The Touch-Me-Not or Mimosa plant was a kids’ favourite for its thigmonastic leaflets that close immediately upon touch.
After a bout of squinting, we were happy to see the big yellow flowers of the Mickey Mouse Plant (Ochna kirkii) flanked by its red and green fruit that resembles the eponymous mouse. Auntie Angie then pointed out the fragrant white blooms of the Tembusu tree (Fagraea fragrans). We were particularly drawn to the attractive pink flowers of the Rain Lily (Zephyranthes grandiflora).

The red and green fruit of the Mickey Mouse Plant supposedly resembles the eponymous mouse.
Uncle Von Bing next taught the kids the telltale signs of a Ficus (Fig Tree). Breaking its leaves produces a white sap, while buds of new leaves appear pointy and sharp. He demonstrated these traits in the Waringin (Ficus benjamina) and the Bodhi Tree (Ficus Religiosa). We also came across botanical curiosities such as the aromatic Indian Curry Leaf (Murraya koenigii), the antioxidant-filled fruit of the Noni Tree (Morinda citrifolia), and the locally widespread Acacia (Acacia auriculiformis), a leguminous tree originally from Australia that has curly pods containing black seeds and edible yellow arils. Upon examining the bare carcass of a fallen tree (probably struck by lightning), we found remnants of a mistletoe that once grew on it. It was fascinating to note that the tree had a light brown bark, contrasting with the mistletoe’s almost-black branches.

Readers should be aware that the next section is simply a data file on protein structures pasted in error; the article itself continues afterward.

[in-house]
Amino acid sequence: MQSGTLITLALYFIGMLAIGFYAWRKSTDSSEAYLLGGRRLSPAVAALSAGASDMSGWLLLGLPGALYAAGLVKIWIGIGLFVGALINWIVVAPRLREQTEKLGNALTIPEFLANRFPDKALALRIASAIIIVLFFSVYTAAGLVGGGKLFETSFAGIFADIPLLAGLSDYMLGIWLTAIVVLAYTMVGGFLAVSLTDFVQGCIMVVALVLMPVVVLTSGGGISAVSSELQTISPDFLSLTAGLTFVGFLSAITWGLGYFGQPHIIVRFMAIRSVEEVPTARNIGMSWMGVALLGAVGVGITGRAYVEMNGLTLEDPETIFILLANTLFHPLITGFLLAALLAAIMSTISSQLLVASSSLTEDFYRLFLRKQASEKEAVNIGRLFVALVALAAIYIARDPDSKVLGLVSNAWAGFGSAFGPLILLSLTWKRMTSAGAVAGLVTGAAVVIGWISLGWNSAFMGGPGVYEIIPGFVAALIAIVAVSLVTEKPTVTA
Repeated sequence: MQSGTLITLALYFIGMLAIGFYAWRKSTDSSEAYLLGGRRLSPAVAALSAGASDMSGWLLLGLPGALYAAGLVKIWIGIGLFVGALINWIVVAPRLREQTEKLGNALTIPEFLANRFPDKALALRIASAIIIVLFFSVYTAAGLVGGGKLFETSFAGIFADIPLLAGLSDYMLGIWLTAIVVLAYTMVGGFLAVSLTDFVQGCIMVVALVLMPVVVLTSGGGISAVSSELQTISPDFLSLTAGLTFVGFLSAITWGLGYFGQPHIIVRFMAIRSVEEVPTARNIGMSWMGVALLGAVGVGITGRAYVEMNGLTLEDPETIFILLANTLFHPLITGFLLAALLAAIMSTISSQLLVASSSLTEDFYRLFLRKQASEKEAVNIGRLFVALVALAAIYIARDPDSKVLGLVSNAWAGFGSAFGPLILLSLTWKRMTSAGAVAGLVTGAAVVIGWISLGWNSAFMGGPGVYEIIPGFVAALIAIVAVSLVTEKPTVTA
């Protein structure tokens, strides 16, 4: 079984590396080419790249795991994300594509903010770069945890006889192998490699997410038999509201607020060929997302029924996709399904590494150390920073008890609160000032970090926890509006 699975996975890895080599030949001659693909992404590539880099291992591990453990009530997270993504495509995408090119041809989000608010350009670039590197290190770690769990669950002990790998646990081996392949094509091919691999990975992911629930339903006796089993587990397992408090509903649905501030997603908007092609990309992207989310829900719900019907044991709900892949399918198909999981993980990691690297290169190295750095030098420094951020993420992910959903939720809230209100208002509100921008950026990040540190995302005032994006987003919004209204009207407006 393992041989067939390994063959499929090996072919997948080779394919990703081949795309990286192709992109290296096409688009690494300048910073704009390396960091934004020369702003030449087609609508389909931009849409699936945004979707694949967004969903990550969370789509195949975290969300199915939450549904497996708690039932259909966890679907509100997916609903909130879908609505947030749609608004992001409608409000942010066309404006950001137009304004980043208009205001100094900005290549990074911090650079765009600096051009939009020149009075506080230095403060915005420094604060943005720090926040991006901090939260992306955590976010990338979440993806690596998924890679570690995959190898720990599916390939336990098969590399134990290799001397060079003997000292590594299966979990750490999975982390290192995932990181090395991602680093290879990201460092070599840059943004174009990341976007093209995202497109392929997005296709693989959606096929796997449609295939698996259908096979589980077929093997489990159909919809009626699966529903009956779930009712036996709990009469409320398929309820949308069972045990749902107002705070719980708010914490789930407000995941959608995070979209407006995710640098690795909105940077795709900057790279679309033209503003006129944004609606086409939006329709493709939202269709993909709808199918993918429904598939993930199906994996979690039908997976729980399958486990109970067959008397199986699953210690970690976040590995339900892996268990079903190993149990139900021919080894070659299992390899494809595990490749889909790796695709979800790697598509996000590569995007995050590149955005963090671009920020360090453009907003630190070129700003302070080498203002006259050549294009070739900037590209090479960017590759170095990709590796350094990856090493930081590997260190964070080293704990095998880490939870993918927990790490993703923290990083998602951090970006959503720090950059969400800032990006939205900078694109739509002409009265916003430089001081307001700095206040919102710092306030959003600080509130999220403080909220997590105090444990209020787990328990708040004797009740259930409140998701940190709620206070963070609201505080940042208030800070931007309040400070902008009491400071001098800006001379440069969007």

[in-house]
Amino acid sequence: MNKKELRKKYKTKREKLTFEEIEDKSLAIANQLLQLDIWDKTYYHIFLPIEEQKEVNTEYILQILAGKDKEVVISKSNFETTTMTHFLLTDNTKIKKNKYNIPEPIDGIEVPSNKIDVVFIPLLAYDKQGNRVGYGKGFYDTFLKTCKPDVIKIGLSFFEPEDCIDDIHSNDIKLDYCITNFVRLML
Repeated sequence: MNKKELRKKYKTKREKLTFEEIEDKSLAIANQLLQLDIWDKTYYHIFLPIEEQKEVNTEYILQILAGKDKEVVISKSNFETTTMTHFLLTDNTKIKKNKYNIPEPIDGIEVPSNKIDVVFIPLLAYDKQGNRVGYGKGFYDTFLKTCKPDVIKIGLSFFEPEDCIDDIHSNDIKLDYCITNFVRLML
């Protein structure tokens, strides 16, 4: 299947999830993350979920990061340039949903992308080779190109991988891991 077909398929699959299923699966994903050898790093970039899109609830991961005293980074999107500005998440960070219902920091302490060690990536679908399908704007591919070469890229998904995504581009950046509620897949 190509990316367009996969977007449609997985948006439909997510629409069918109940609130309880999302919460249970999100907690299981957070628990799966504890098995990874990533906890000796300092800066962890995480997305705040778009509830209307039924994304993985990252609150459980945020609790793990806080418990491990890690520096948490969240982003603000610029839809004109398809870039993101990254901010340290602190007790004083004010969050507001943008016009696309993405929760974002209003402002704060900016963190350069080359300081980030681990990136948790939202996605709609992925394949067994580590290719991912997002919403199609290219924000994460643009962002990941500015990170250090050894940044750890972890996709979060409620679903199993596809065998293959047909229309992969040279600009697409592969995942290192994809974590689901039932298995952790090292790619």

After the session, some of us crossed Upper Aljunied Road and strolled over to the heavily wooded side of Bidadari that once held a Muslim cemetery. This is the core conservation area in NSS’ recently submitted plans to the authorities (see article on Pages XX & XX). To date, some 141 bird species have been recorded in this relatively small grove, giving it the highest bird density in Singapore. Fifty nine of these are migratory, with many rare birds showing up in recent years. Apart from buildings, the authorities also have plans for a public park. The park’s boundary is roughly the same size and has some overlap with our proposed conservation area, giving NSS some hope of a compromise.